Ryanair shares fall on disruption fears
Irish airline pledges to return €750m to shareholders
A pilot disembarks a Ryanair flight in London. Photograph: Reuters
Fears of further strike threats at Ryanair prompted a sharp fall in its shares, despite the airline pledging to return €750 million to investors this year.
The Irish airline said on Monday that revenues in the three-month period – the third quarter of its 2018 financial year – increased 4 per cent to € 1.4 billion from € 1.34 billion.
Profit for the quarter grew 12 per cent to €106 million from €95 million during the same period in 2016.
Chief executive Michael O’Leary confirmed that the carrier’s board had approved plans to buy back €750 million worth of shares between this month and next October, depending on market conditions.
However, Ryanair’s shares fell 3.33 per cent to €15.597 on the Irish Stock Exchange early on Monday, recovering to €15.74, 2.4 per cent down, by the time the market closed.
Goodbody analyst Mark Simpson noted that investors focused partly on the airline’s warning that talks with unions could cause “some localised disruption and adverse PR”.
“We are fully prepared to face down any such disruption if it means defending our cost base or our high-productivity model,” Mr O’Leary said.
Ryanair agreed to recognise trade unions in December to avert threatened strike action at Irish and other airports.
The carrier began negotiations on recognition deals almost immediately, completing its first such agreement with the British Airline Pilots’ Association last week.
Talks on similar agreements are under way with other European organisations.
“Our union recognition programme is ongoing,” Mr O’Leary said. “We have made significant progress in some countries and less progress in others.”
Analysts reported that Ryanair indicated talks with the Irish Airline Pilots’ Association (Ialpa) were proving more difficult than with some other unions.
Ryanair said later on Monday that it was still waiting for a reply to a recognition agreement for Irish pilots that it sent to trade union Fórsa on January 3rd.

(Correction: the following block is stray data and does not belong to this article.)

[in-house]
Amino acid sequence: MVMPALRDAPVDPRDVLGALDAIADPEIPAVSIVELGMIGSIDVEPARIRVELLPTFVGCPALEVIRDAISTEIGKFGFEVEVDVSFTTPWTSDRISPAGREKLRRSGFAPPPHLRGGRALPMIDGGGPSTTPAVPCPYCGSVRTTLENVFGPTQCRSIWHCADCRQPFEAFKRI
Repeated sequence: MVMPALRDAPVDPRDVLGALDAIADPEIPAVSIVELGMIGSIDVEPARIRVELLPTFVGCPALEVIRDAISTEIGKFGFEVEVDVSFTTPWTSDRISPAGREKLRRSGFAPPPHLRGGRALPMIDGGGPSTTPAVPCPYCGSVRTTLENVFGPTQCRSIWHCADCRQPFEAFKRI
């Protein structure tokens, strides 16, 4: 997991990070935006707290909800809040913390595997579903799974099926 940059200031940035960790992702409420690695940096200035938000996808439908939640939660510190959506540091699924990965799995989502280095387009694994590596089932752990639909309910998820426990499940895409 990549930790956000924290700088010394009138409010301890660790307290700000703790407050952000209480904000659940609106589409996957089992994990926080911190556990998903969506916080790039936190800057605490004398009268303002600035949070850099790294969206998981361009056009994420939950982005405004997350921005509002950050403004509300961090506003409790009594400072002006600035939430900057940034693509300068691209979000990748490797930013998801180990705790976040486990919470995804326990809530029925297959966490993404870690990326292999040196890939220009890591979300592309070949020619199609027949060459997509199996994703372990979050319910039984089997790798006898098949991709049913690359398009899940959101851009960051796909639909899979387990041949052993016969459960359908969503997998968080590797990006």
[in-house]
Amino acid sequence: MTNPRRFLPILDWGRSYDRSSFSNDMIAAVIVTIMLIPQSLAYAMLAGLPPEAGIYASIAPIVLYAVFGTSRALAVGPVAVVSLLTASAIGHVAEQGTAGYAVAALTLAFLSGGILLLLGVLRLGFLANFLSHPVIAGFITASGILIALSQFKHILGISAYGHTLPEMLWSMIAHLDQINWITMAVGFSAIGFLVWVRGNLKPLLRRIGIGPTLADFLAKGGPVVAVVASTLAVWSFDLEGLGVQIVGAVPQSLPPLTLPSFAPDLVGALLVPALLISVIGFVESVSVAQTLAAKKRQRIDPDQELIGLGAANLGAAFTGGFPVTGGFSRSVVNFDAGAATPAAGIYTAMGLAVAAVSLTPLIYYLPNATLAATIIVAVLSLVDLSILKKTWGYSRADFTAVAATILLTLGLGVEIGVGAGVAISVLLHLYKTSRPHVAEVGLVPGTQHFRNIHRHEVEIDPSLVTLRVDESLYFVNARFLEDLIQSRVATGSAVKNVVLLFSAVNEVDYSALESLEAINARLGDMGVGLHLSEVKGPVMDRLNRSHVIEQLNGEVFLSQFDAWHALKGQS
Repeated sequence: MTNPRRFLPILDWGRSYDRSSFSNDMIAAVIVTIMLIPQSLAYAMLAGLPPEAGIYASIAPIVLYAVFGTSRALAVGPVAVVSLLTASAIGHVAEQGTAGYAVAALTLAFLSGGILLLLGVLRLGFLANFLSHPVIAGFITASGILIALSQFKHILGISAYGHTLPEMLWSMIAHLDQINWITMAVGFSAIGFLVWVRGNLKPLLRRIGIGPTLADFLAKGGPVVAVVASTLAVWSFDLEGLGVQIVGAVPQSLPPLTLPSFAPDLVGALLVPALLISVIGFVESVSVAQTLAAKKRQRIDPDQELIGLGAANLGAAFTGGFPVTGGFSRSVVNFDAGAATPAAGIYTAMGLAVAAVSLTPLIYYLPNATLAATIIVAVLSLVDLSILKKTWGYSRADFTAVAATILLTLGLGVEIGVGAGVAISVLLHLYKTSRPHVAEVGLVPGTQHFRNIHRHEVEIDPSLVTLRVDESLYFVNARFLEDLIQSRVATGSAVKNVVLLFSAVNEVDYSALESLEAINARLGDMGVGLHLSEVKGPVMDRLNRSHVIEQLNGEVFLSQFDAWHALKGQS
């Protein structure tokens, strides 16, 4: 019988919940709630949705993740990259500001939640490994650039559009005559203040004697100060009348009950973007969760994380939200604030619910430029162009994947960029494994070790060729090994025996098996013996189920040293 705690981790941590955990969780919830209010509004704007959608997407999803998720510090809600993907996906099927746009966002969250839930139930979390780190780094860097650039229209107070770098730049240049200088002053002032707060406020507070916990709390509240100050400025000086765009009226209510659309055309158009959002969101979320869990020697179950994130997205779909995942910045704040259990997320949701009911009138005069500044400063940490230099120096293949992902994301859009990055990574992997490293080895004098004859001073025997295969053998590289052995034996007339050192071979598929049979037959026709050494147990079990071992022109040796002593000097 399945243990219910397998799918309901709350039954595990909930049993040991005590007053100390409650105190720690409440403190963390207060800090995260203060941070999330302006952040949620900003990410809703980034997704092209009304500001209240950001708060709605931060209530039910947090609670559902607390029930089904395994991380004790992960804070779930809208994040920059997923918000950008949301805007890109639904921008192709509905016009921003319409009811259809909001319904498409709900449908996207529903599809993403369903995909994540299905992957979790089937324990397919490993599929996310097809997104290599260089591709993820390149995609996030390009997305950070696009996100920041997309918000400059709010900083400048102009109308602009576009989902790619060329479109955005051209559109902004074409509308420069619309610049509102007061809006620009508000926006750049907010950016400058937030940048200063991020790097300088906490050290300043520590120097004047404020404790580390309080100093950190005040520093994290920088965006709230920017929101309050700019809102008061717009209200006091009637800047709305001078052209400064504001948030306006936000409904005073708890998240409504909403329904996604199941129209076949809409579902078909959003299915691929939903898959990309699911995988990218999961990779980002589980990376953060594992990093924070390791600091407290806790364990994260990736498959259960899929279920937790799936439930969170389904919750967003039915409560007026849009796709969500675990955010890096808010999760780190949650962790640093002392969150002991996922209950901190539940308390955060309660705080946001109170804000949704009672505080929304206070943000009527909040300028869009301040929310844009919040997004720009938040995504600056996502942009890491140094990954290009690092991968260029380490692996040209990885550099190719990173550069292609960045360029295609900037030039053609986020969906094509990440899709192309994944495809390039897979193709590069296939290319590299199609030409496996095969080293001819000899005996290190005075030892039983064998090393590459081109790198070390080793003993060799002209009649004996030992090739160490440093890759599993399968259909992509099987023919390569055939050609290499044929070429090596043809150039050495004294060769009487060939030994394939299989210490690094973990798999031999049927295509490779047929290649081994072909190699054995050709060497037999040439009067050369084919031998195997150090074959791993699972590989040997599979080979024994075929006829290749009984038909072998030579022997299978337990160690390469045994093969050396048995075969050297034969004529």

Investors also reacted to Ryanair’s view that summer air fares would remain under pressure.
Mr O’Leary said the proposed share buyback would increase the cash returned to investors since 2008 to more than €6 billion.
Ryanair flew 30.4 million people in the three months ended December 31st, 6 per cent more than a year earlier.
Mr O’Leary predicted that staff costs would rise €45 million this year on the back of pay increases and a boost to crew ratios, which he said was a response to a tightening market for experienced pilots.
Ryanair expects to have carried 130 million passengers over the 12 months to March 31st, the end of its current financial year, an increase of 8 per cent on 2017. It left guidance for full-year profit unchanged at €1.4 billion-€1.45 billion.
Stephen Furlong and Ross Harvey, analysts with Ryanair’s corporate broker Davy, noted that the airline’s third quarter profits were ahead of its €98 million prediction. They predicted that costs would rise next year as Ryanair paid up to €300 million more for fuel and €100 million extra to staff.
However, the analysts argued that the carrier would maintain its cost advantage over rivals and rated the stock an outperform, the equivalent of a buy. Davy set a price target of €18.
Ryanair announced plans this week to fly to Amman and Aqaba in Jordan. The airline will not be offering these services from the Republic as it says that Jordan is more than a six-hour flight and it has a wide range of European airports that are closer to the Middle Eastern country.